Yield: Approx. 3/4 lb.

This mozzarella recipe takes just 30 minutes to make, but it might take some practice.  This is a fun project to do with kids!




  • 1 teaspoon cheese salt (optional)
  • 1 gallon cow or goat milk
  • 1 1/4 cup cool, chlorine-free water
  • 1 1/2 teaspoon citric acid
  • 1/4 rennet tablet



  • A large pot, big enough to hold one gallon milk
  • Thermometer
  • Colander
  • Slotted spoon (not plastic)
  • Long knife
  • Microwaveable bowl (if using a microwave to stretch the curd) or a small pot (if using the stovetop method to stretch the curd)
  • Rubber gloves (optional)
  • Large bowl of water, placed in the refrigerator and large bowl of water, place in the freezer, before beginning



  1. Dissolve 1/4 rennet tablet in 1/4 cup water.  Wrap the rest of the tablet in plastic and store it in the freezer.
  2. Mix 1 1/2 teaspoons citric acid into 1 cup water; stir until the citric acid is dissolved. Pour mixture into the large pot.
  3. Add 1 gallon milk to the pot.  Stir vigorously with the slotted spoon while heating the milk to 90°F (88°F if using raw milk).
  4. Take pot off the burner. Slowly stir in the rennet with an up-and-down motion of the slotted spoon for approximately 30 seconds.
  5. Cover the pot and let sit undisturbed for 5 minutes. If using raw milk, let sit for 10 minutes. Check the curd at this point. It should look like custard, with a clear separation between the curd (solid) and the whey (liquid), If the curd is too soft or the whey is too milky, let sit for a few minutes more.
  6. Cut the curd with a knife that reaches to the bottom of the pot.
  7. Put the pot back on the stove and slowly heat it while stirring the curd with the slotted spoon.  (A) if using raw milk, heat to 90°F.  (B) if you're using pasteurized milk, and you're going to use the microwave to stretch the curds, heat it to 105°F.  (C) if you're using pasteurized milk, and you're going to heat it using the stovetop to stretch the curds, heat it to 110°F.
  8. Take the pot off the burner and stir slowly for 2 to 5 minutes.  More stirring will make a firmer cheese.



9a. Ladle the curds into a large microwavable bowl and drain off the whey.  Use rubber gloves if you like.  Don't press too much.

9b. Microwave for one minute, then fold the curds gently into the center of the bowl, draining off more whey.  Add 1 teaspoon salt (optional).

9c. Microwave for another 30 seconds.  The curd should be 160-170°F now.  If it isn't, microwave it for another 30 seconds.

9d. Stretch the curd by pulling it like taffy until it is soft and shiny.  The more you work the cheese, the firmer it will be.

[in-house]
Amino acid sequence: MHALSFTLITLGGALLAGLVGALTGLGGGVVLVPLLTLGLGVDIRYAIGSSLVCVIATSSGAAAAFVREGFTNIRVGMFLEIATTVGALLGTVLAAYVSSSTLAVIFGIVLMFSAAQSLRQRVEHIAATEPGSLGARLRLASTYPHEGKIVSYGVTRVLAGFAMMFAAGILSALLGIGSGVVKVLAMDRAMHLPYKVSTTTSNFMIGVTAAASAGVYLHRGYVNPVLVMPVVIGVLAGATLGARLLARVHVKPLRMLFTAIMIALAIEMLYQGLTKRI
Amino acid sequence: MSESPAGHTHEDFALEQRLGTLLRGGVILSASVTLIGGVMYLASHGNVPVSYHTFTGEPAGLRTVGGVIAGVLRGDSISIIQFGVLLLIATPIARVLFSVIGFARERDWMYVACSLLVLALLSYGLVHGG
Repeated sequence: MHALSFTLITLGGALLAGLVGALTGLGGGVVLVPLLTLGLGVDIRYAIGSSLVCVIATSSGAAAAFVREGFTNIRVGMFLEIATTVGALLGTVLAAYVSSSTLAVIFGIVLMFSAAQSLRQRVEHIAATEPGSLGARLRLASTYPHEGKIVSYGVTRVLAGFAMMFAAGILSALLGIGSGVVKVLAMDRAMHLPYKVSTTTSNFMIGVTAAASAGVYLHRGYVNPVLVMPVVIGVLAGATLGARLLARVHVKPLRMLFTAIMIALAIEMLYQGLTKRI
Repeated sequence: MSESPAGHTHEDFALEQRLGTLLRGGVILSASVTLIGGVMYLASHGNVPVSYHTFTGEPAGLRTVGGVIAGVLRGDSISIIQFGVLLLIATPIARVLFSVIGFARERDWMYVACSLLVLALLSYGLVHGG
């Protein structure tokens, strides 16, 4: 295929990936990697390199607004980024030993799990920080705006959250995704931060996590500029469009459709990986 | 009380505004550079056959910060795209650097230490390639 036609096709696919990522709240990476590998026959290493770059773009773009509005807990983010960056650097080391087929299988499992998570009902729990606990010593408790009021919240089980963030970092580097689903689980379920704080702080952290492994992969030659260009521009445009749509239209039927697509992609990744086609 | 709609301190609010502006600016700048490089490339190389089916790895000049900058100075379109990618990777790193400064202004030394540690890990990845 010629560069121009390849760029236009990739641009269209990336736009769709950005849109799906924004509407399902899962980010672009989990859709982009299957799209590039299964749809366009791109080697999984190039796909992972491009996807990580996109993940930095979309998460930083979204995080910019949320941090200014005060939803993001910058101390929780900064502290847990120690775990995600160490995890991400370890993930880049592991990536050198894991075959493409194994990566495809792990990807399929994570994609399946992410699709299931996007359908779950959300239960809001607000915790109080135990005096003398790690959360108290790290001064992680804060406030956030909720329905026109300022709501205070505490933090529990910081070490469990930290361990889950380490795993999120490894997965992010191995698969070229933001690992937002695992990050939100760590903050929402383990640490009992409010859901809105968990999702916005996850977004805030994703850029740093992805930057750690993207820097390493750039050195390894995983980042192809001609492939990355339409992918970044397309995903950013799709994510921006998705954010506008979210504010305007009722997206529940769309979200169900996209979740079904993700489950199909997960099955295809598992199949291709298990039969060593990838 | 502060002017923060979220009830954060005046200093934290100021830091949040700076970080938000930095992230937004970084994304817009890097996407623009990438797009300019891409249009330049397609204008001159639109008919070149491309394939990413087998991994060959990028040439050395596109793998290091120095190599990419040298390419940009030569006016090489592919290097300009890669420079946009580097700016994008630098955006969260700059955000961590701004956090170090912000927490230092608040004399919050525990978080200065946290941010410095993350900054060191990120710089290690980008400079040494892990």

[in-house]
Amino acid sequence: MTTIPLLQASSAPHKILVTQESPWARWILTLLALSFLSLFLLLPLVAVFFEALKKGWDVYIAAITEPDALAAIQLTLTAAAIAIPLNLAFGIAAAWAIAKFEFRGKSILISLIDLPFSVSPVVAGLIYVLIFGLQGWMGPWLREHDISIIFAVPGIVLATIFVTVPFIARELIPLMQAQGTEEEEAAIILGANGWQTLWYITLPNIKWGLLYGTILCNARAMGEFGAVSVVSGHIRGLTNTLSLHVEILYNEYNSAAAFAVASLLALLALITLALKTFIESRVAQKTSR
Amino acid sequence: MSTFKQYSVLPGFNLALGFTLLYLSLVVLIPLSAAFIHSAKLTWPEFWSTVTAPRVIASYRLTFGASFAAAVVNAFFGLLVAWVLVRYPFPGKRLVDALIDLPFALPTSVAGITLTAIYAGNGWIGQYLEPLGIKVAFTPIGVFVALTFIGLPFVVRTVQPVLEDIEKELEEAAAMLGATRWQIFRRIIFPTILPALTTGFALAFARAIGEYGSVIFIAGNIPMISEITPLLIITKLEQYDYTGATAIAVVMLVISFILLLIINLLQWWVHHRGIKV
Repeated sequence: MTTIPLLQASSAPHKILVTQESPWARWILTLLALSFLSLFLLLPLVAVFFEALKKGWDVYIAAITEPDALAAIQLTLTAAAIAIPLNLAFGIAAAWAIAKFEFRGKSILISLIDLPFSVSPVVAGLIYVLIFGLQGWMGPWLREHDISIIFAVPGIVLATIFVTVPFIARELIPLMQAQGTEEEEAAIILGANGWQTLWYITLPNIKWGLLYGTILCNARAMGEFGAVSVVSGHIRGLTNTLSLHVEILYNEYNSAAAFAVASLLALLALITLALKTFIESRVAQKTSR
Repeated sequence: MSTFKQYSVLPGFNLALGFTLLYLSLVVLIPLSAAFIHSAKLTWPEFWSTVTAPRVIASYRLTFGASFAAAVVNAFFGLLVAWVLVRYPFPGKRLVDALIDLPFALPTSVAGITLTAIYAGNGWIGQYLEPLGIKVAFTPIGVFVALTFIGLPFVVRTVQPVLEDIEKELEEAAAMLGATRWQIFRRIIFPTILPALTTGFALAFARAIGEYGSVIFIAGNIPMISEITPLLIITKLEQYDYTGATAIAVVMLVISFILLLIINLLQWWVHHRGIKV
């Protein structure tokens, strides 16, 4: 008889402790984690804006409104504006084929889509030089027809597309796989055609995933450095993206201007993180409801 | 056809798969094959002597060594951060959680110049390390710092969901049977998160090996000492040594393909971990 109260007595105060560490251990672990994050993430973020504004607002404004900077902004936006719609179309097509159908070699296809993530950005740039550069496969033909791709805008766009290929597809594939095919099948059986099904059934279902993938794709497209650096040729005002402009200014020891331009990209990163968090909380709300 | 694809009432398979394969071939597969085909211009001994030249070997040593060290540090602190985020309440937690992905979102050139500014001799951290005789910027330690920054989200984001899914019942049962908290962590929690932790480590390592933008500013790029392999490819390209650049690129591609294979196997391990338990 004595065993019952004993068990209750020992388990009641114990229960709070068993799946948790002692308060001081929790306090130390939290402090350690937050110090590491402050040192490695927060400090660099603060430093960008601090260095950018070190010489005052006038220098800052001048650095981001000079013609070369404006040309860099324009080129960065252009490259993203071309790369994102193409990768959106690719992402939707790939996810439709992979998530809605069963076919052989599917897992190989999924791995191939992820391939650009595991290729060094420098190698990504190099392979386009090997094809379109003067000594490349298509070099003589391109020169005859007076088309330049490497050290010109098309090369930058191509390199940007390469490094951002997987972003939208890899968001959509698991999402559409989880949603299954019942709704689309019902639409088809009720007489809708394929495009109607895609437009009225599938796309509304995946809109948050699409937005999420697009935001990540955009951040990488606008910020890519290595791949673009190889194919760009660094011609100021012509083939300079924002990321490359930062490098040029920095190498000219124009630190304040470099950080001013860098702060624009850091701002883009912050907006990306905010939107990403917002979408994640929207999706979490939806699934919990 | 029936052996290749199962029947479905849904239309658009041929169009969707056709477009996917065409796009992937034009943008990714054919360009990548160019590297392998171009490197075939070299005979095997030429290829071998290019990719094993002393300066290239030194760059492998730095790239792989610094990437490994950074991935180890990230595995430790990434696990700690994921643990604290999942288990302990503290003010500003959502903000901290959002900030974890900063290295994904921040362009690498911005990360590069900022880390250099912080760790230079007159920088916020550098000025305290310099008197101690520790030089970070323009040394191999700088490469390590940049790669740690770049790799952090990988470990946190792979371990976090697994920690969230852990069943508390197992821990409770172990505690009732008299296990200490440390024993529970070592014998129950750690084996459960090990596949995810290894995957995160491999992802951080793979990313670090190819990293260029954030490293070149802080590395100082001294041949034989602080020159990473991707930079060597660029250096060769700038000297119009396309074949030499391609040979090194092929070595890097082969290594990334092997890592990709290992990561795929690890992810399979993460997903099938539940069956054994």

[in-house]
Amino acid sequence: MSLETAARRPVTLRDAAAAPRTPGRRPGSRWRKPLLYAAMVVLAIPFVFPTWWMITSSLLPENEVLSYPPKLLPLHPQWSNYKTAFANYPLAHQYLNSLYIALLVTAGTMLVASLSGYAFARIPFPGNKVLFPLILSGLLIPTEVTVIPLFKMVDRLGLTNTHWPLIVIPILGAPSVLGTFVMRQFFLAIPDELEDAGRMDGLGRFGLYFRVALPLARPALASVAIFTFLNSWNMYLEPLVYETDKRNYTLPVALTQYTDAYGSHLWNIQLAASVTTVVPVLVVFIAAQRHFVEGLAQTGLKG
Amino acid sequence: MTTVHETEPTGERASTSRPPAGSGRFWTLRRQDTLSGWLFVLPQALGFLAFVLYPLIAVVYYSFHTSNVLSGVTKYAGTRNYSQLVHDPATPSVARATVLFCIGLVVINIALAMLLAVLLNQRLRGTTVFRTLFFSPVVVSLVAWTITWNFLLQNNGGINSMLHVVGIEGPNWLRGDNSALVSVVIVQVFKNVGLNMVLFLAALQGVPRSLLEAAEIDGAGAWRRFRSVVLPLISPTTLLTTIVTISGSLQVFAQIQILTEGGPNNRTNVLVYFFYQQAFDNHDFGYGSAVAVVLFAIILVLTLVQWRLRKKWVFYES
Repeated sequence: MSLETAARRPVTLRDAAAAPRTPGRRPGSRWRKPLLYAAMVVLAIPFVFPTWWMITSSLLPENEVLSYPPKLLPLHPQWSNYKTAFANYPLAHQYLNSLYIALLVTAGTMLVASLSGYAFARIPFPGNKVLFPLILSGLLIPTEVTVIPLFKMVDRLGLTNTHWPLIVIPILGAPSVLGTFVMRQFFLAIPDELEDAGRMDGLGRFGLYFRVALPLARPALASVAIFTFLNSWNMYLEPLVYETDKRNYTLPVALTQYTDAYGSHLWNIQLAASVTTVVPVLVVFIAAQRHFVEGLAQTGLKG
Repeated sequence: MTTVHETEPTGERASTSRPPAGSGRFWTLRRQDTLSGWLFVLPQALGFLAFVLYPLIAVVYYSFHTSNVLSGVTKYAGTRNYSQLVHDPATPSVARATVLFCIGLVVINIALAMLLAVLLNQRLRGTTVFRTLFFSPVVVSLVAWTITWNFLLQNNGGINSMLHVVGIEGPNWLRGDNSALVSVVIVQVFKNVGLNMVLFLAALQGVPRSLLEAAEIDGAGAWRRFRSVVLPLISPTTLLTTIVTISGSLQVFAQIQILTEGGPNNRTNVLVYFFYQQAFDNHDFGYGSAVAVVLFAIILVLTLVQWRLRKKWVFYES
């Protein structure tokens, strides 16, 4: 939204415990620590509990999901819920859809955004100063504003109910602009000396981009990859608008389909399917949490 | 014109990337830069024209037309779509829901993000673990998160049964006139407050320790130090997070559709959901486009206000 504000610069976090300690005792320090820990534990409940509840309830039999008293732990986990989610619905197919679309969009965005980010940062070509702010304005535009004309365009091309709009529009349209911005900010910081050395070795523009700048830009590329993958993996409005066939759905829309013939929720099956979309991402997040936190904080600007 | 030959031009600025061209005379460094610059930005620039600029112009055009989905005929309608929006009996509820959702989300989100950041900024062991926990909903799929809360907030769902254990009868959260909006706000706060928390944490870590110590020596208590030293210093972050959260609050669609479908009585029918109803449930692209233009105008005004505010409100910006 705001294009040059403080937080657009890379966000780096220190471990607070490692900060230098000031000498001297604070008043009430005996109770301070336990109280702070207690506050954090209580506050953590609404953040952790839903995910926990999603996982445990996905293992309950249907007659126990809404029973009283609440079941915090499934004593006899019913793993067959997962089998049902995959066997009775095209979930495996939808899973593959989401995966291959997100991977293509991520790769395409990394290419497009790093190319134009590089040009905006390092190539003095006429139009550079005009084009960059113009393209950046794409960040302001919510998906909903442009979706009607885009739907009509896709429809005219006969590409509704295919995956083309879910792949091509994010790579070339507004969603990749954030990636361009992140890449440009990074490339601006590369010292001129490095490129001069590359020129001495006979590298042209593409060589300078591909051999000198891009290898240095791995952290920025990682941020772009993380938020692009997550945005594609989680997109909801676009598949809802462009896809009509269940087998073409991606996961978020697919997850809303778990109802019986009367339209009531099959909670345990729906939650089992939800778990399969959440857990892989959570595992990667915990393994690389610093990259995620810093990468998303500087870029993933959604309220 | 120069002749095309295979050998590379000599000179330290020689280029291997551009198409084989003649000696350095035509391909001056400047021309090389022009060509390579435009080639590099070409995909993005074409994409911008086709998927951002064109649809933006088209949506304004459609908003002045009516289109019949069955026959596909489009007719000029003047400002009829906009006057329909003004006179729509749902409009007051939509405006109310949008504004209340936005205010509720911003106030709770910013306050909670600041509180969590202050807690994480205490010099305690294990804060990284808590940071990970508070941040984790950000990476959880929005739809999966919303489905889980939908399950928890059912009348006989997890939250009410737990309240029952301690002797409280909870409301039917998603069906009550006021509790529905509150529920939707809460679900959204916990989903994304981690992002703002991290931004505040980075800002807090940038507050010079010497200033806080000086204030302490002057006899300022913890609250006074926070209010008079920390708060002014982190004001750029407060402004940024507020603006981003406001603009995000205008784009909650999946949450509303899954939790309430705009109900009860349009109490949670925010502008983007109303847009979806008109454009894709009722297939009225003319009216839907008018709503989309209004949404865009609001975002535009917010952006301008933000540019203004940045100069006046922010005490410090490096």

9a. Heat a pot of water to 185°F. Ladle the curds into a colander, folding them together gently toward the center and draining off the whey as you go.

9b. Dip the colander containing the curds carefully into the hot water a few times, then use the slotted spoon to fold the curds back into the center of the colander until they become stretchy. This will happen when the curds reach 160°-170°F.

9c. Remove the curds from the colander and stretch them like taffy.  If curds do not stretch easily, return them to the pot. At this point add cheese salt, if desired. Then stretch the curd by pulling it like taffy until it is soft and shiny. The more you work with the cheese the firmer it will be.

10. Form the cheese. Form the stretched curd into one large ball, or a few smaller balls.  Braid it, make it into a log, or roll it into a number of sticks. Be creative!

11. Cool the cheese by submerging it in the bowl of refrigerated water. Leave 15 minutes, then put into the bowl of ice water. This cooling step is important to keep the cheese from becoming grainy.


Whole Milk Ricotta

Ricotta is traditionally made with the whey left over from other cheeses, including mozzarella (see our website for instructions). However, you don’t need whey to make delicious ricotta: this whole milk ricotta is sweet, creamy, and an excellent choice for first-time cheesemakers.




  • 1 gallon milk
  • 1 teaspoon citric acid (more if using raw milk)
  • 2 tablespoons heavy cream
  • Salt to taste



  • A pot big enough to hold 1 gallon of milk
  • A large spoon for stirring
  • Cooking thermometer
  • Colander
  • Ladle
  • Butter muslin
  • Large bowl
  • Rubber band or twist-tie
  • Twine



  1. Pour milk into the large pot.
  2. Add citric acid (and salt, if you are using it).  Stir to combine.
  3. Slowly heat to 195°-205°F. Stir often to avoid scorching.
  4. When milk starts to curdle noticeably, turn off heat and allow to set for one hour. Do not stir.
  5. Line the colander with butter muslin. Place colander over a large bowl.
  6. Ladle curdled milk gently into the lined colander. Bring the corners of the muslin together and tie them. Hand this bag of muslin containing the cheese off of a cabinet handle with the large bowl underneath to catch the whey. Drain for 30 minutes or longer.
  7. Place the curds in a bowl and add heavy cream.
  8. Refrigerate for up to a week covered. Ricotta may be frozen.


Marinated Mozzarella Appetizer

This always disappears quickly at parties. Serve with fancy toothpicks!




  • 1 batch mozzarella cheese, cooled and cut into 1/2-inch cubes
  • 1/2 cup extra virgin olive oil
  • 2 tablespoons chopped sun-dried tomatoes 
  • 1 large clove garlic, minced fine
  • 1 tablespoon chopped fresh parsley
  • 1 tablespoon finely chopped fresh basil (or 1 teaspoon dried)
  • 1 teaspoon chopped fresh thyme (or slightly less than 1/2 teaspoon dried)
  • Salt to taste



  1. Combine all ingredients and refrigerate for 3-4 hours up to overnight. Let come to room temperature before serving. Olive oil may congeal overnight in refrigerator, but will liquefy again at room temperature.